FINAL INSTALLMENT OF NY TIMES SERIES ON FRACKING MAKES THE SIZE OF THE THREAT AND THE NEED FOR CITIZEN ACTION CLEARER THAN EVER
The Third NY Times Article About Fracking to be Published Tomorrow
Tomorrow, the New York Times will publish Ian Urbina’s third article in a series about the dangers of hydraulic fracturing. This installment (available online now) lays out the undue influence that industry and some lawmakers have had on the Environmental Protection Agency and its ability to conduct the necessary levels of research, monitoring and enforcement concerning the threats to our water and health as a result of fracking that the public deserves.
The story tracks 25 years of pressure from government officials that has resulted in the scope of EPA studies being narrowed, and findings about the dangers of fracking being removed or kept secret. Now some scientists and lawyers at the EPA are wondering whether history is about to repeat itself, as the agency undertakes a broad new study of natural gas drilling and its potential risks, with preliminary results scheduled to be delivered next year. Click here to read the full text of the article.
Catskill Mountainkeeper reported on Mr. Urbina’s first article about radioactive wastewater being dumped into rivers nationwide including right next door in Pennsylvania. The second article, “Wastewater Recycling No Cure-All in Gas Process”, which was published on 3/1/11 was just as damming. It chronicled the severe environmental and health risks from the industry’s wastewater recycling practice. Click here for full text of the second article.
Mr. Urbina’s comprehensive and well-researched reports factually substantiate what Catskill Mountainkeeper has been saying all along. Hydrofracking as currently implemented elsewhere and as being contemplated in NY State is unsafe and should not commence in New York.
The Sad Truth:
These articles on the glaring truths about the dangers of fracking clearly point out that we cannot assume that our government will protect us even though that is their job and it is what we hire them to do. In the most recent article we learned how the industry and senators from energy states have in effect prevented EPA staffers from doing what they knew they should or coerced them into suppressing critical information. This makes our responsibility and need as citizens to hold our public officials accountable and make sure they act in our best interests clearer and more important than ever.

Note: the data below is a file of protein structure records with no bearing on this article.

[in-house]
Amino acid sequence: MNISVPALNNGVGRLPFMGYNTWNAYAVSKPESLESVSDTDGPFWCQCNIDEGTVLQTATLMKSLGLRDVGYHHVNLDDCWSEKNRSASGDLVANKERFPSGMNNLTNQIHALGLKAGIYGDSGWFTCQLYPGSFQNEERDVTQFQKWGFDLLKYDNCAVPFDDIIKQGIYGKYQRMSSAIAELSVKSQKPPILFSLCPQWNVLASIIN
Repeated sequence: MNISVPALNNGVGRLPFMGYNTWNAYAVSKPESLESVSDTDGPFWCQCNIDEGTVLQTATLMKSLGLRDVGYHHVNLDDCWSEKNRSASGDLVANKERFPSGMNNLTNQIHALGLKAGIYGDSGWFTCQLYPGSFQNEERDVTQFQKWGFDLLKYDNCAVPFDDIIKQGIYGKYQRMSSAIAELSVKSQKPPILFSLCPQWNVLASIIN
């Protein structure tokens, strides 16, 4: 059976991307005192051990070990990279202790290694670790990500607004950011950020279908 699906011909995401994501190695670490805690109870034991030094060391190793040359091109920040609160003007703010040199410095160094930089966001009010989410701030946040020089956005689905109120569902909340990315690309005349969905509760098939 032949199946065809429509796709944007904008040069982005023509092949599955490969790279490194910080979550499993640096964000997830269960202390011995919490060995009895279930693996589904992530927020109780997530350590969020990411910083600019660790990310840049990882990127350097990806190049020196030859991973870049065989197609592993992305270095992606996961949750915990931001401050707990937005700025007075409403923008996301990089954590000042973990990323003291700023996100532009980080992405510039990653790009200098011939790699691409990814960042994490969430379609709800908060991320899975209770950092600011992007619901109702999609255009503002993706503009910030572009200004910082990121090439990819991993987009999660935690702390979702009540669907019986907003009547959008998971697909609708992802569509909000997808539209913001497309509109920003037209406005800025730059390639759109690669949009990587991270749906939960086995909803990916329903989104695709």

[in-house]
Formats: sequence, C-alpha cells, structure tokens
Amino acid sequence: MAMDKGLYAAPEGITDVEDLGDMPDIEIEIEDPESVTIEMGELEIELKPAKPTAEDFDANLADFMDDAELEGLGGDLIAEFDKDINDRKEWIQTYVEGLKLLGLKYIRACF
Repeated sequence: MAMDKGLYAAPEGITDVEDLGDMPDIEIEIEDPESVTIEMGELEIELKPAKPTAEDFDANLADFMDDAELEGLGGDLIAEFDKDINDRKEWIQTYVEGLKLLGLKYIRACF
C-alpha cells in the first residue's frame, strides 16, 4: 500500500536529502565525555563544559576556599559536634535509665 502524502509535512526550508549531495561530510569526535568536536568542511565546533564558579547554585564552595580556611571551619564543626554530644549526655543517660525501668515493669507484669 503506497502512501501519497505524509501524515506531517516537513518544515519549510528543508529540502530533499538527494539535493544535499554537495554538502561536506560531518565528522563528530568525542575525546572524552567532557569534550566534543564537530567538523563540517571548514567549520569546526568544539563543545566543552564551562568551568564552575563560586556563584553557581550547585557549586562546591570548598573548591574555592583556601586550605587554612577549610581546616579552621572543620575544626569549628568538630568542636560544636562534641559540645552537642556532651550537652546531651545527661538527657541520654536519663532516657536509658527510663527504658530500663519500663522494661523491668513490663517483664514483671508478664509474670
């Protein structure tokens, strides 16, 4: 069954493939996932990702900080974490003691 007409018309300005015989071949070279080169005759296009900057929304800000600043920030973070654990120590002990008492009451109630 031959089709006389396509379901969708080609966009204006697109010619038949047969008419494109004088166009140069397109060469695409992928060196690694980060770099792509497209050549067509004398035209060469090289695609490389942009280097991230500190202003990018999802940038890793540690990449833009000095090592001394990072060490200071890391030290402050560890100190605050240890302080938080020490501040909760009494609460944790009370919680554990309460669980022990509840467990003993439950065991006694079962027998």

An Important Step Towards Transparency That You Can Support
On March 2, 2011 Reps. Carolyn Maloney (D-NY), Maurice Hinchey (D-NY), and Jerrold Nadler (D-NY) requested Congressional hearings to assess potential concerns with hydraulic fracturing of natural gas before relevant House Committees. They issued the following joint statement about the letters:
“We hope that both Committees will hold hearings to determine whether our drinking water is safe. If federal and state regulations have not kept pace with this growing industry, we need to know before it creates a public health concern. As Representatives from New York, we are especially concerned given that some of the wastewater from hydrofracking is being transported to public sewage plants in our state. By holding hearings, Congress, the industry, and the public would have a better understanding of wastewater treatment and what further Congressional action is needed.”